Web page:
Together with Source Global Research, our ESG Practice Lead, Olaf Clemens, examines the prospect of a sustainable, green world of tomorrow from the financial industry point of view. What does the global sustainability consulting market look like? Are there regional differences? In this interview, Olaf provides answers to these questions.
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What is the balance of demand from clients for support around the three parts of ESG?
“The environmental aspect dominates a lot of discussions, simply because we already have environmental-focused regulations.
Within the financial services sector, regulation is currently the key driver for clients. The environmental aspect dominates a lot of discussions. The EU taxonomy on E (for environment) is already in place for sustainable activities. A draft has also been published for an S (social) taxonomy. And a taxonomy for G (governance) may follow at some point in the future. ‘E’ is also slightly more comprehensible than the other aspects of ESG: You can measure your CO2 emissions or water consumption, whereas everything that goes into the ‘S’ and the ‘G’ is more difficult to weigh, measure, compare, and therewith to understand, not only for the banks, but also for their clients.”
Have you noticed any regional differences?
“The EU, UK, and Switzerland have established regulations, with milestones and deadlines that need to be hit, and supervisory authorities scrutinising what banks are doing.
[Tech] helps you get to the necessary data, but it’s not the most important driver of demand.
The US and APAC are watching what’s happening in Europe and are picking up the pace. In the US, the SEC has issued several requirements, and banks have started adhering to them. Despite a difficult political situation, I think that we will see a trend towards more sustainability in the US and APAC, like recently seen during COP27.”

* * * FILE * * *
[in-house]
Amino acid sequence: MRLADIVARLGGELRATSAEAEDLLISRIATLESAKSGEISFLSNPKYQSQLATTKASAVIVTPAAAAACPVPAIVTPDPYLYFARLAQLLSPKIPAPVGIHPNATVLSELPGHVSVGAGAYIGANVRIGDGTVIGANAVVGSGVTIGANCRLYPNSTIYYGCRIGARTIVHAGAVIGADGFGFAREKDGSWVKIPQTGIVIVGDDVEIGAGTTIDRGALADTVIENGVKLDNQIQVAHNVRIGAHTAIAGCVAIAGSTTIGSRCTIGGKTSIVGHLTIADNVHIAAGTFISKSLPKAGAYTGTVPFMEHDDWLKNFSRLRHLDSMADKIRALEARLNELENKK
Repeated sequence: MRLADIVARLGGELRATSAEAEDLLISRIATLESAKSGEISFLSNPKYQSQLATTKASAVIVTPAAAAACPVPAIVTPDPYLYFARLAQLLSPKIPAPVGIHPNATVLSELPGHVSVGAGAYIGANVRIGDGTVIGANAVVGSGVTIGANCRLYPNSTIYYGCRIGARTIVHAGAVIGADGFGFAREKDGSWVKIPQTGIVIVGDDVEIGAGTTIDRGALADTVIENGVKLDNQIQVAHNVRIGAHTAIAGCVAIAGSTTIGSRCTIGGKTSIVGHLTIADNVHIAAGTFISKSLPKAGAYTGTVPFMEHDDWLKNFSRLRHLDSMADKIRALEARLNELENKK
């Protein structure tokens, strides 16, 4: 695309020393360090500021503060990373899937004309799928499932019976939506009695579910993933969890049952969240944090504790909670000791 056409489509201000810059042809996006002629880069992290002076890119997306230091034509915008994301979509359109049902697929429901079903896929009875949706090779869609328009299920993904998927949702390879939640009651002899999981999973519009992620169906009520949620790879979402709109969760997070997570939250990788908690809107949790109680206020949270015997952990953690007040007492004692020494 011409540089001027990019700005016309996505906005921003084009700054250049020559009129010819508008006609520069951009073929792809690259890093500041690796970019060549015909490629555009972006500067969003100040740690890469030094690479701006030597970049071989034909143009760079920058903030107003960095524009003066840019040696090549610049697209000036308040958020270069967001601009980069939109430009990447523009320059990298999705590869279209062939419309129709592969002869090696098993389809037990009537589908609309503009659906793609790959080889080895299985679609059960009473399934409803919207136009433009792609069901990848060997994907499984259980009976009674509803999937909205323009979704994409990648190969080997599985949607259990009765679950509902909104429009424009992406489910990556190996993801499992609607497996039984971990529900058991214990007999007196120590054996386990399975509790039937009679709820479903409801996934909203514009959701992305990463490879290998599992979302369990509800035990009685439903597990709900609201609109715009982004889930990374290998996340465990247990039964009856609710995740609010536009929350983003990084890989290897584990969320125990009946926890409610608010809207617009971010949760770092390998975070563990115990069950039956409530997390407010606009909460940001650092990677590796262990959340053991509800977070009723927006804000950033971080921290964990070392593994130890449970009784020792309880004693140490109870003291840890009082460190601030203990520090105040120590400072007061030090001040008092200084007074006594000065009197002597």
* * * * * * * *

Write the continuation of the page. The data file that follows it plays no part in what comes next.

Are clients looking for more help with gathering the right data to deliver on ESG?
“The US and APAC are watching what’s happening in Europe and are picking up the pace.
Clients are struggling to get the data they need. Tech plays an important role here because models, algorithms, and AI may help to create the information and data needed. However, tech is only one part of the overall picture. It helps you get to the necessary data, but it’s not the most important driver of demand.”
How important is brand for winning work?
“Brand is an important factor, but not the decisive one. Other firms might have slightly better brand recognition, but Capco has established a strong brand for ESG expertise and delivery in the market. We’re seen as a bit of a challenger.”
Do clients examine your internal ESG practices when selecting who to work with?
“They very often do, partially they even have to by law. They are required to report on the ESG metrics of their own operations. They are very interested in how we, as a vendor, are walking the talk. For example, clients ask us for our ESG rating, and some are asking even for more granular data, which could go down to the CO2 emissions produced by a particular Capco team that worked for them in a given year.”
What are the challenges for the wider market over the next 12–18 months?
“Many clients are trying to figure out themselves how to address ESG and the related requirements internally so that they don’t have to engage a consultant. While it’s important that they commit to becoming ESG-compliant, some aspects of ESG demand detailed know-how, e.g., specific data, risk management or process expertise, that a bank or asset manager might not need all the time on this level of granularity. Here, our clients profit from the experience gained already from delivering projects at other clients. Overall, one of the key challenges will remain the availability of relevant data to be able to meet all the regulatory requirements kicking-in over the next 12-18 months, further intensified by closer scrutiny of the regulators and more attention on ESG and sustainability of investors and the public alike.”